Thousands of parents trying to get their children into private schools are now busy mailing thank-you cards to admissions offices and biting their nails while waiting for word back.
However, for a small number of parents who prevailed through this gantlet in the past, this time of year brings another kind of notice — that their child is on thin ice — as an even more painful process begins: the “counseling out” of students who are not succeeding.
Not discussed on schools’ tours or in their glossy pamphlets, counseling out is nonetheless a matter of practice at many private schools. Unlike the public school system, private schools are not obligated, and often not set up, to handle children having trouble keeping up.
“There are some kids that we’re not going to renew,” said Pamela Clarke, the head of the Trevor Day School in Manhattan, “either because they can’t do the work and we’re not serving them, or generally, that might be combined with behavior issues we can’t win.”
“That means he or she needs a different school,” Clarke said.
Schools do not publicize how many students they remove this way, but the number is generally a small portion of the enrollment. However, some Web sites for parents have offered the suspicion that schools remove lagging students to protect another statistic that schools do publicize: their students’ admissions rates to top colleges. Frank Leana, an independent college counselor on the Upper East Side, said that view was wrong.
“They’re trying to justify their own kids, or their friend’s kids, who have been counseled out,” he said.
Parents and students who have been counseled out — or kicked out, as some more bluntly put it — describe the experience as one of the more trying of their lives. They found themselves thrust into a world previously unknown to them, of intensive tutoring, special consultants and in some cases even more expensive niche schools.
When Sandra Klihr’s son William started to slip at the Collegiate School, the standard-bearer of all-boys education on the Upper West Side, the school plied him with extra help. However, the fast-paced classes nonetheless became frustrating and demoralizing. He was removed in the fourth grade.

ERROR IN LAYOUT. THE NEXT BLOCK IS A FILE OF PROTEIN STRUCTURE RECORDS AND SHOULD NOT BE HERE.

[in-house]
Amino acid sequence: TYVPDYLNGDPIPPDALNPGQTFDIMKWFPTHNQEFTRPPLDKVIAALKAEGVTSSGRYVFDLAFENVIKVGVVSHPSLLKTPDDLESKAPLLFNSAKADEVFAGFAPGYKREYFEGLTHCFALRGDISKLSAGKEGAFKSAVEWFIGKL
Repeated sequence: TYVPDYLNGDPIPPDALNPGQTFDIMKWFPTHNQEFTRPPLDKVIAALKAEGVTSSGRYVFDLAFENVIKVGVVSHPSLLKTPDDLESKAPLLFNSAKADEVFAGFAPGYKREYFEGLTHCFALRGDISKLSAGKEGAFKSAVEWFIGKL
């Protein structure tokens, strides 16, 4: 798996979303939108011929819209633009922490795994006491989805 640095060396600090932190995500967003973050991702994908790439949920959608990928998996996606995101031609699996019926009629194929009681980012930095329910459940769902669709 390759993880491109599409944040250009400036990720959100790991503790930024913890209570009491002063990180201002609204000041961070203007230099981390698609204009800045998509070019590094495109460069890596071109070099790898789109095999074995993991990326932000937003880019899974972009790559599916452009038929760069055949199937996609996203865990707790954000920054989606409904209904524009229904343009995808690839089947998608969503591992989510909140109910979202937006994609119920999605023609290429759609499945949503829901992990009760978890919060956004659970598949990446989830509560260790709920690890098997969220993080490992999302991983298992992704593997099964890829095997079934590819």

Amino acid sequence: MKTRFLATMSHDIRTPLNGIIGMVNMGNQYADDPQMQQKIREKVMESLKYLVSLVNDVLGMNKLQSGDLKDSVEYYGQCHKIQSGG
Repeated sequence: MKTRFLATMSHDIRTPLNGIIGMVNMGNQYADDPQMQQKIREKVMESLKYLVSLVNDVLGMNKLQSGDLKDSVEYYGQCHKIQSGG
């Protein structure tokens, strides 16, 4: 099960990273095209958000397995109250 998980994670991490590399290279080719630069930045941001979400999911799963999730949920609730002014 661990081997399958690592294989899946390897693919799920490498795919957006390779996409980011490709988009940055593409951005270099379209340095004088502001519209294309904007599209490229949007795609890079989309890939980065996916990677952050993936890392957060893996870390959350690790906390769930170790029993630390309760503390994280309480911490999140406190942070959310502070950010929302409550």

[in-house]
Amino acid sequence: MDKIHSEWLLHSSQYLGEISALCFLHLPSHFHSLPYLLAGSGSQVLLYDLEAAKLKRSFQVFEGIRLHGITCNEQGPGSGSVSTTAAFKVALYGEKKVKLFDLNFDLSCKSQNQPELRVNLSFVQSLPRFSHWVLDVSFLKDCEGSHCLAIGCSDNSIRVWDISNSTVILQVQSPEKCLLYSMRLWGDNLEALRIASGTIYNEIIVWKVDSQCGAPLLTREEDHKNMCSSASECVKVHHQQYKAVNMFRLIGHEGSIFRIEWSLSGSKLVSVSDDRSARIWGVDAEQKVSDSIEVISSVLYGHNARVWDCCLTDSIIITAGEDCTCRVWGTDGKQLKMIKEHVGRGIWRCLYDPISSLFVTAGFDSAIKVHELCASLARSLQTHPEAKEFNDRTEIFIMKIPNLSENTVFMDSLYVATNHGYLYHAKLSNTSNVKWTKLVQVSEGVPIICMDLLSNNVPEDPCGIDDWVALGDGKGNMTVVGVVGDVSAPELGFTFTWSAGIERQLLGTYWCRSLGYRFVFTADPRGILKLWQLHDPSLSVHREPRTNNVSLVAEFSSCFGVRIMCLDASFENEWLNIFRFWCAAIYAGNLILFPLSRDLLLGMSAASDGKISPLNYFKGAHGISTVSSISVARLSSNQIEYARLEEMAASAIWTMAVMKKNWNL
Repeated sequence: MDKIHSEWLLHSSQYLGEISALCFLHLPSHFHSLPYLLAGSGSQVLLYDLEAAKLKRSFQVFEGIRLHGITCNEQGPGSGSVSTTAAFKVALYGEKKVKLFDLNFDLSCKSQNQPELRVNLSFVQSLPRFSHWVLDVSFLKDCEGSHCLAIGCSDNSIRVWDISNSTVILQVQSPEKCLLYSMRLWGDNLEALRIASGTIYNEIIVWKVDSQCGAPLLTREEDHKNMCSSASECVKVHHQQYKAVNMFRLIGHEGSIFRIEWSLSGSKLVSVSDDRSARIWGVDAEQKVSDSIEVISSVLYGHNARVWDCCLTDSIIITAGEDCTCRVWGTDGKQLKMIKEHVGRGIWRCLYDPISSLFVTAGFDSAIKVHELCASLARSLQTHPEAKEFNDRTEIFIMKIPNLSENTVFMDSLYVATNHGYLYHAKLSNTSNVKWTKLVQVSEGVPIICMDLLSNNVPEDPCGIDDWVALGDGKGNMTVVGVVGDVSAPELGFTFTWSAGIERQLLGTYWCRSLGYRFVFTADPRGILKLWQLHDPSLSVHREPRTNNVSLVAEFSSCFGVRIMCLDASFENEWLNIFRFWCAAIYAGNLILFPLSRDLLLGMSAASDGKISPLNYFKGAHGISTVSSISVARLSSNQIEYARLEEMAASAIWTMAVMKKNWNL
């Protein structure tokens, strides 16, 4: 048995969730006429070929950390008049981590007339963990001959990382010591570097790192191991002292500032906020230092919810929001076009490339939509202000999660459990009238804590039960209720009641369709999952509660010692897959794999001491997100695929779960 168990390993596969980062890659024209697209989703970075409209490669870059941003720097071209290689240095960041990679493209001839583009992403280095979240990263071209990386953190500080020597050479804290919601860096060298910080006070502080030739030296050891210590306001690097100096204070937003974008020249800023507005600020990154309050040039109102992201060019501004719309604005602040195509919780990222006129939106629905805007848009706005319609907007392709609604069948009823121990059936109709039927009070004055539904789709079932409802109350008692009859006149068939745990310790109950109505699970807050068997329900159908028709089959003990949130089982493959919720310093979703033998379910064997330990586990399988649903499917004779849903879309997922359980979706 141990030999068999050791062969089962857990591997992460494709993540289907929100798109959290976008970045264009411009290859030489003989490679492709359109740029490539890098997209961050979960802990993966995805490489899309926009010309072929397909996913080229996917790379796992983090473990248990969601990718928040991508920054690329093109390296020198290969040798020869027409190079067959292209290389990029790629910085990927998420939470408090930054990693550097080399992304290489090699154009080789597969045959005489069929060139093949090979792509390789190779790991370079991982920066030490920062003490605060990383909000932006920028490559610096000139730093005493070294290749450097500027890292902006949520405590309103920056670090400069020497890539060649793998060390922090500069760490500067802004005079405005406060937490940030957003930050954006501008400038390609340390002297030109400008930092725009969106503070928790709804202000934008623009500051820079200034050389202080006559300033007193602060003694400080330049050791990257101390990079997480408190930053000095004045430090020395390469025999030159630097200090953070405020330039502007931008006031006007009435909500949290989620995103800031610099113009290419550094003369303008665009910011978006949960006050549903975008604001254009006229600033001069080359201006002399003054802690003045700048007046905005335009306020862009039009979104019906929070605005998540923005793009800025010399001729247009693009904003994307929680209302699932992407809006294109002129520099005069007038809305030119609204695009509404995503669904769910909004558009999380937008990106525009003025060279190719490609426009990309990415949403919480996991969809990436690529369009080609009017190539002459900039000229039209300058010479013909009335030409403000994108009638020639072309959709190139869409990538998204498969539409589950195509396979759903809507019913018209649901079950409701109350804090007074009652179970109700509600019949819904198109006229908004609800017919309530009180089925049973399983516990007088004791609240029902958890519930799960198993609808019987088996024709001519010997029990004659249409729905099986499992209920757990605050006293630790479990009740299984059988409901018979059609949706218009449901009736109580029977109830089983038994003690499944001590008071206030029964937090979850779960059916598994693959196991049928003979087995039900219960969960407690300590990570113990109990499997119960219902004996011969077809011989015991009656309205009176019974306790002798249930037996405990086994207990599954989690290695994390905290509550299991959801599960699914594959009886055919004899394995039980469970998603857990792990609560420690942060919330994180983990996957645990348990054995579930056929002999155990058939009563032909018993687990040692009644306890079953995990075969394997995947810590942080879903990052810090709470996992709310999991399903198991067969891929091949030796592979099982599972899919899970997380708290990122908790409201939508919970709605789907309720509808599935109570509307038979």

“The school just sat down with us and said: ‘You know, he seems really miserable, and we feel like we’d already given him one-on-one,’” Klihr said.
He ended up at the Summit School in Queens and is now in high school, getting good grades at the Smith School on the Upper West Side, two of a small number of alternative schools that cater to children with learning or emotional troubles who have not succeeded at other schools.
To keep their children in the schools, some parents pile on tutors or turn to intensive programs like the one at Lindamood-Bell Learning Processes, whose five-week, four-hours-a-day afterschool reading course costs US$11,500.
Parents “know that the child is struggling,” said Jennifer Egan, the director of the Lindamood-Bell center in New York City, but do all they can to stay in their chosen schools. “It feels like a defeat to some people.”
Although sometimes effective, the litany of tutors can overwhelm an already stressed child.
“There’s a point where it’s destructive,” said Carla Howard Horowitz, an educational evaluator, who helps guide students in this betwixt state.
By the time she is called in, Horowitz said, schools have often already made up their minds about the student.